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Simple guide to your financial accounts as a personal trainer

Guide to your financial accounts as a personal trainer

When your self employed getting your finances sorted early so they are clear and accurate is important and will save you a lot time and stress when you need to sort out your TAX.

It is simple to keep track of your income and expenditure and calculate how much TAX to pay.

Accountant

This is a simple guide for self employed personal trainers’, I am by no means an accountant though so I thoroughly recommend speaking to an accountant or TAX advisor.

Why is it so simple?

Tax is confusing right? Well no, they keep it simple so we are able to pay it easily. Having an accountant can be very useful and they can and will save you money but for personal trainers it really is a simple bit of calculation:

Money in – money spent = Profit

You only pay Tax on your profit.

Money in = any income in your business and interest in your bank on your income.

Money spent = any money your spend on your business, this includes fuel and car charges, branded clothing, Personal training equipment, promotional costs, website costs etc…

Getting started with your personal training accounts

4 simple things to do to keep track of your accounts and make them simple:

1. Open a business account

I recommend starting a business account with your local bank, as it makes it very easy to separate your income and work expenses from your personal life.

2. Keep your receipts

I also recommend getting a folder or box for all your expenses and also keeping a note of any business expense. You must keep receipts for all your expenses.  If you write these down as you go you will be able to easily write them up, you really won’t remember any minor expenses in 6 months time, and these quickly add up and can save you a lot of money.

3. Keep a clear and up to date diary

Make sure if you have a cancelation, you take this out of your diary, otherwise when you come to do your accounts you will be counting income for sessions you never received an income for.

4. Write up your accounts monthly

This is a big one, but it makes such a huge difference. If you write up your accounts on a monthly basis. It is a very small Job, maybe 1 hour a month. It makes it incredibly simple at the end of a financial year to compile your accounts. Also importantly you will know how much money you have earned, and be able to spot accurately if you need to work harder, or give yourself a pat on the back.

The financial year, and when to pay your tax?

I always forget this and for some strange reason it seems confusing.

The financial year starts on April the 6th to April the 5th the following year. You can however adopt any dates for your financial year, but that really does add an unnecessary complexity to things.

The relative confusing part for me is, when do I have to pay my tax?

Again it’s simple:

Lets use 2010 because it is a round number. If I start my business in June 2010, I need all my tax records from April 6th 2010, until April the 5th 2011. You now have until 31st of October 2011 for a paper tax return or 31st of January 2012 for an online tax return.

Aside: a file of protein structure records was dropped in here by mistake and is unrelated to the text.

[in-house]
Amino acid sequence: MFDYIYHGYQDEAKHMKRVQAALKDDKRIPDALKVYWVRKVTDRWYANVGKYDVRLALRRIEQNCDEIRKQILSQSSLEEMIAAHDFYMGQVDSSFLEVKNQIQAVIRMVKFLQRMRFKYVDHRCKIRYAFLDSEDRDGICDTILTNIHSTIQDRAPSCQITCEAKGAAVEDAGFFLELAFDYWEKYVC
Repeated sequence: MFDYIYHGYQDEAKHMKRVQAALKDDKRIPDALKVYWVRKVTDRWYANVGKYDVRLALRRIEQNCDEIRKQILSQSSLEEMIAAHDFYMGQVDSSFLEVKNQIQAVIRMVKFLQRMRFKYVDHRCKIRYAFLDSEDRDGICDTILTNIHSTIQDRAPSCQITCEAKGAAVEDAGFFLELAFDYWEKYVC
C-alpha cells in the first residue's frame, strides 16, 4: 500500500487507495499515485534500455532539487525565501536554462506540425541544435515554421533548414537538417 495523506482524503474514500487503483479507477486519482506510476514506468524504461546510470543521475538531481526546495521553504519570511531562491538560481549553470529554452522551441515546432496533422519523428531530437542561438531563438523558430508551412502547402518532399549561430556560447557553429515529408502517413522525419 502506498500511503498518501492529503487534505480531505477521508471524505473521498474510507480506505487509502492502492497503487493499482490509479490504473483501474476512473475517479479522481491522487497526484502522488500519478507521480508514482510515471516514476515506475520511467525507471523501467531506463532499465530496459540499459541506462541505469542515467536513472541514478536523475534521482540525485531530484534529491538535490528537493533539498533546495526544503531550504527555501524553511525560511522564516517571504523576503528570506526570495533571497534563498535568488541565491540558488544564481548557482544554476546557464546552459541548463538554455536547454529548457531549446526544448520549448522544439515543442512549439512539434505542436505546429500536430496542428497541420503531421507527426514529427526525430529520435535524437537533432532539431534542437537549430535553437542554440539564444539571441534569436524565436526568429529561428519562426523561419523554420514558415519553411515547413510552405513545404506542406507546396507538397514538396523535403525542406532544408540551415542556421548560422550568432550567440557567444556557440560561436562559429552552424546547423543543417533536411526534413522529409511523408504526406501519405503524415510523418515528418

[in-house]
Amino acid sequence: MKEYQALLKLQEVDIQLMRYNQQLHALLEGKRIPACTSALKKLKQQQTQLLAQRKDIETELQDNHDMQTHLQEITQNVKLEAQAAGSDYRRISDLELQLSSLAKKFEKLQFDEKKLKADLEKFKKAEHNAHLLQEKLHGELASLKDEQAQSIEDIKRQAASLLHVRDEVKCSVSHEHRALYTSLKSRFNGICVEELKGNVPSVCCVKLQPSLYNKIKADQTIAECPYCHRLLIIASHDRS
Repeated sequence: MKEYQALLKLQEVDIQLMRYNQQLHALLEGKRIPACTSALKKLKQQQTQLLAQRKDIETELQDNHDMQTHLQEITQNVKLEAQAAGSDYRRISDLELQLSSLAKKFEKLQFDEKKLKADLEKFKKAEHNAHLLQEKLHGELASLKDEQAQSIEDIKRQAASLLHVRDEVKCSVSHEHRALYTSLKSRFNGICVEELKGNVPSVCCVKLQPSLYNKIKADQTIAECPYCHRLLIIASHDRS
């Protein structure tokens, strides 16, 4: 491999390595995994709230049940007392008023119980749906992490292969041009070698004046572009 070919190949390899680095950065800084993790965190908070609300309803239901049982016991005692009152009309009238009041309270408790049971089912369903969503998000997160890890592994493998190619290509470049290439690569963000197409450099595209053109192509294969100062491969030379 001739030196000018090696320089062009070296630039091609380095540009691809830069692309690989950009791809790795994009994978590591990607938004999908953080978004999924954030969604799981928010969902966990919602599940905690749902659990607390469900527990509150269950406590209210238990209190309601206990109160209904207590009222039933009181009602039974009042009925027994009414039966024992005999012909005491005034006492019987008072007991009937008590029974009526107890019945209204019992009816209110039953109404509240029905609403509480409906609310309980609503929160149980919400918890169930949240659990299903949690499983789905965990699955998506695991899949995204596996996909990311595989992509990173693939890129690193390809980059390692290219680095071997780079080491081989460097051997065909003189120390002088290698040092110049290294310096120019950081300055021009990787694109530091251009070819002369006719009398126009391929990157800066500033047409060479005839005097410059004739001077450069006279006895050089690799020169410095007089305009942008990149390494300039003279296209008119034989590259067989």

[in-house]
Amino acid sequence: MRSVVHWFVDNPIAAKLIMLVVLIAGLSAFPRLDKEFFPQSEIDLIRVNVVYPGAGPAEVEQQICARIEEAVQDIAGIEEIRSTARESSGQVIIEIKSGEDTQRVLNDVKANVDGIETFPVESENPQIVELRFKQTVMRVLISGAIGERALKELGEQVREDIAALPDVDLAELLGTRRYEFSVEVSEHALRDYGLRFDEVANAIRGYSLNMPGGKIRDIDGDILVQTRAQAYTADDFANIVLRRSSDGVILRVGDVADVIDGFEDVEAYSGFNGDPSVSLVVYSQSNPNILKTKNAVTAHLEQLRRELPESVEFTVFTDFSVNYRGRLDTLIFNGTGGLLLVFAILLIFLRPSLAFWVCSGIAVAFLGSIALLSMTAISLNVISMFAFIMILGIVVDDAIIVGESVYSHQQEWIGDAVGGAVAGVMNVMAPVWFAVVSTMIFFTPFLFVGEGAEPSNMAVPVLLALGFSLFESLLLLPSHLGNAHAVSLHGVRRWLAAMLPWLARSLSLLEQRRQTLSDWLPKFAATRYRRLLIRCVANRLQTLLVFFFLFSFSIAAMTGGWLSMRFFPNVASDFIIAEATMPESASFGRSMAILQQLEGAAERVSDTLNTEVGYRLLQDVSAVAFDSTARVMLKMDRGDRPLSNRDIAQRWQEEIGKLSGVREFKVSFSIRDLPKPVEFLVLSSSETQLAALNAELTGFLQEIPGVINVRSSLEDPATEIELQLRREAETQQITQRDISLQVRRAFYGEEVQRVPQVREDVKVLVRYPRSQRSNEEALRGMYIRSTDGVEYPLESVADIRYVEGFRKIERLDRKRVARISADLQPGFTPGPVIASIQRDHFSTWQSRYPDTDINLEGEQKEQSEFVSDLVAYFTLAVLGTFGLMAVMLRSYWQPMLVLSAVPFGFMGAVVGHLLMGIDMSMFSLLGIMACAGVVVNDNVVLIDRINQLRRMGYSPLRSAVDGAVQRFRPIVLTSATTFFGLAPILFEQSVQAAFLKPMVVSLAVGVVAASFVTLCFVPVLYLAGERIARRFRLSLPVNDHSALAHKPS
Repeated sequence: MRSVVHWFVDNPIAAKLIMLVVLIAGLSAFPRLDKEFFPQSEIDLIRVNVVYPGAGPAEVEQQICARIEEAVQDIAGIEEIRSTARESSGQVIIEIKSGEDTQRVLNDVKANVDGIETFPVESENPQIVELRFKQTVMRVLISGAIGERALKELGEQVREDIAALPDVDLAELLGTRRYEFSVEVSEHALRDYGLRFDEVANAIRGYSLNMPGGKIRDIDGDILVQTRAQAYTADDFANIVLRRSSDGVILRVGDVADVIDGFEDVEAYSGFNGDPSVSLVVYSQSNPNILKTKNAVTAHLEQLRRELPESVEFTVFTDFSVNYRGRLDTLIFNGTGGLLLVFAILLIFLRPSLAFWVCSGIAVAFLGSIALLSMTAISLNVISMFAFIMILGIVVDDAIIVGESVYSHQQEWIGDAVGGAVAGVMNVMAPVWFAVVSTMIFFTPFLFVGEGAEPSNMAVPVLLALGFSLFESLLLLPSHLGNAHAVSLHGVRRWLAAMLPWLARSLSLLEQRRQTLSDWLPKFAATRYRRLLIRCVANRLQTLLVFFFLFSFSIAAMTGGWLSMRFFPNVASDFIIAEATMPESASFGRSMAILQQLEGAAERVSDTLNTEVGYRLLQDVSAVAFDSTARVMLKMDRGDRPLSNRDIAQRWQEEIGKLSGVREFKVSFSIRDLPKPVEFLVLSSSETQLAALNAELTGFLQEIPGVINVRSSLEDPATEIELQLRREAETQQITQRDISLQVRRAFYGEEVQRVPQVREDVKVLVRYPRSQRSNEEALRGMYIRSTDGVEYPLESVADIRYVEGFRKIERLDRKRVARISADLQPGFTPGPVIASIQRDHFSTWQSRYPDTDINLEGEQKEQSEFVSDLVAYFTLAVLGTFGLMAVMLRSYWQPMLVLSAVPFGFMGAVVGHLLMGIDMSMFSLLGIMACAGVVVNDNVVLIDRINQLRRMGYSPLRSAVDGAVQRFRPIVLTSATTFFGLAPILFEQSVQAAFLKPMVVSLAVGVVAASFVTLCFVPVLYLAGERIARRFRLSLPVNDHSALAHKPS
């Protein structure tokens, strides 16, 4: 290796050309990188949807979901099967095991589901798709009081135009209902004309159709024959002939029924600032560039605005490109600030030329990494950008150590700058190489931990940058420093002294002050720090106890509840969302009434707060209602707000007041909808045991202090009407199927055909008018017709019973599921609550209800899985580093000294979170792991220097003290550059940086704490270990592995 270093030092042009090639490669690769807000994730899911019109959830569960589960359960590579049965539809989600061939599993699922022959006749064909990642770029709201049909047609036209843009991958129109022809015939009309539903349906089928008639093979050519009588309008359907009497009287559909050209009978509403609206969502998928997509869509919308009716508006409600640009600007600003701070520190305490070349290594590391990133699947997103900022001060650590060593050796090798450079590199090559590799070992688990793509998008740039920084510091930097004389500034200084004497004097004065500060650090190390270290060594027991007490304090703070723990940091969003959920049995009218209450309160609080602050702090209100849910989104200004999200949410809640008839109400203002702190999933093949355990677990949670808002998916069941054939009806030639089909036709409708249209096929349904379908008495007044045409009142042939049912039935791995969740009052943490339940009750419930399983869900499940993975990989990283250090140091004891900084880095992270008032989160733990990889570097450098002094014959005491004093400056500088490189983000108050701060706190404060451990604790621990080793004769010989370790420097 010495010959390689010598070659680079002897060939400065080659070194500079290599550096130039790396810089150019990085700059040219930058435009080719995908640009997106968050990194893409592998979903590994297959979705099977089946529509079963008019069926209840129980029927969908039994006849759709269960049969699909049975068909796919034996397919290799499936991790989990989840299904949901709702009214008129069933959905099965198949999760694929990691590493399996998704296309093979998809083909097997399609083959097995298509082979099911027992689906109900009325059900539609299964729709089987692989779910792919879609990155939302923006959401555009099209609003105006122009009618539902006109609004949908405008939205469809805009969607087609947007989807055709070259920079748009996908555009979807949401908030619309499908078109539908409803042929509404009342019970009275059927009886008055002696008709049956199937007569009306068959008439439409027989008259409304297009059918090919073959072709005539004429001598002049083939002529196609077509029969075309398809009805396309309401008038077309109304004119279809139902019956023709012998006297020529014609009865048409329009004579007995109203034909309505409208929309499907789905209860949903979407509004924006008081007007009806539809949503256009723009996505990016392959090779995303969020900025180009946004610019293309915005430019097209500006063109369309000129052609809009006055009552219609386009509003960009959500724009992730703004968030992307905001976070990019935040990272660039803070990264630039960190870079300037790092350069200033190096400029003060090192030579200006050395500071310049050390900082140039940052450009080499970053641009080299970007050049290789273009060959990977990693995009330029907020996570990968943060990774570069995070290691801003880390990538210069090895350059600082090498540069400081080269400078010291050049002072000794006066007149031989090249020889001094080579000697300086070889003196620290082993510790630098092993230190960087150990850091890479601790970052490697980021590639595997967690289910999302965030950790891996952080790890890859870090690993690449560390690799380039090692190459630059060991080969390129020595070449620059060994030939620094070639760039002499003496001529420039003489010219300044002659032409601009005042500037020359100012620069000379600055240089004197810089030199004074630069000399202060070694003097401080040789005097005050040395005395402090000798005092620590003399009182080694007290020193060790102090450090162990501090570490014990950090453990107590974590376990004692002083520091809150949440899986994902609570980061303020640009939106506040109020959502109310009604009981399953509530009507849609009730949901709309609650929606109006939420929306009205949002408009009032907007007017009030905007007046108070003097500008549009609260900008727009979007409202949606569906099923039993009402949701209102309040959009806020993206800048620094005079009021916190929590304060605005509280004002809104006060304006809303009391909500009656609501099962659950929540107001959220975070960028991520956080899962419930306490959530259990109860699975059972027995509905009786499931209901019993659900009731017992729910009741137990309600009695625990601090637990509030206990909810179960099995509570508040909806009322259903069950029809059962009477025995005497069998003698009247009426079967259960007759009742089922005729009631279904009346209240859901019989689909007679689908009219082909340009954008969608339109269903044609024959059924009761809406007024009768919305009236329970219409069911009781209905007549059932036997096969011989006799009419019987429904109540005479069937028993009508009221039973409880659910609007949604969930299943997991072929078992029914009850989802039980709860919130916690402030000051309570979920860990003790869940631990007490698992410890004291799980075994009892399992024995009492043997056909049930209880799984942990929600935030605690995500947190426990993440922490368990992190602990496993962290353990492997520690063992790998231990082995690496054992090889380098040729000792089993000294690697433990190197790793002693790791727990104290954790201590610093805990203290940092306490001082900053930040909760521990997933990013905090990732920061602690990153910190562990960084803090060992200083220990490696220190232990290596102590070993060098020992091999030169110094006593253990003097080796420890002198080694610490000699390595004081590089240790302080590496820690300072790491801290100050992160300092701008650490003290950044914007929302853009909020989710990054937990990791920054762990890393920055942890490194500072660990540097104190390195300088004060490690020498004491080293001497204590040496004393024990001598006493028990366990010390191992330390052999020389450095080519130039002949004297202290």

Expenses explained

Expenses can seem confusing but it is very simple. I will explain what I have been told on a course on this subject:

Expenses like fuel, your phone costs and a home office or computer can be used for personal use so you need to calculate the percentage used for your work.

I was recommended (by a free HMRC course) taking a month of each bill and calculating a percentage of use for your work, for example:

(100 / Total miles driven in a month) x  total work miles driven = percentage of work use for your car.

(100/ 50)* 40 = 80% work use.

So I would count 80% of my total car costs for the year as expenses, including Road tax, insurance, AA cover etc….

Direct business expenses like personal training equipment, and personal training clothing can also be claimed.  Clothing must however be branded so it is clearly a business expense. Check out our clothing shop if you are looking for some branded personal training clothing.   This can be found at;

http://www.ptgear.co.uk/pt_clothing/

So this is also a good excuse to by some cool personal training equipment.

Direct business costs can include, leaflets, business cards and stationary however, this  can seem like  a very grey area so I recommend if unsure about working it out consult a tax advisor.

Submitting your tax return

I am always massively relieved when I have completed this. It is also really simple.

This can be done either online or by paper.

It can be done online at:

https://online.hmrc.gov.uk/login?GAREASONCODE=-1&GARESOURCEID=SaAAll&GAURI=https://online.hmrc.gov.uk/self-assessment/&Reason=-1&APPID=SaAAll&URI=https://online.hmrc.gov.uk/self-assessment/

Or by post, you can pick up from the post office and also pay at the post office. However the government really does prefer the online method which I agree with, it’s very simple.

Useful links and information

The government is extremely helpful, read this page to answer any questions in more detail:

courseshttp://www.hmrc.gov.uk/saemployees/faq/faqsendtaxreturnback.shtml

http://www.businesslink.gov.uk/bdotg/action/layer?r.l1=1073858808&r.s=tl&topicId=1073859209

Free courses; the business link provides a lot of free courses, I found there TAX course very useful:

http://www.businesslink.gov.uk/bdotg/action/event?r.l1=1074400185&r.li=1084115528&r.pp=12&r.s=p

Important! This article is just advice and I can accept no responsibility for any of the advice given. Please make sure if you are unsure about anything TAX related to ask a qualified accountant, or tax advisor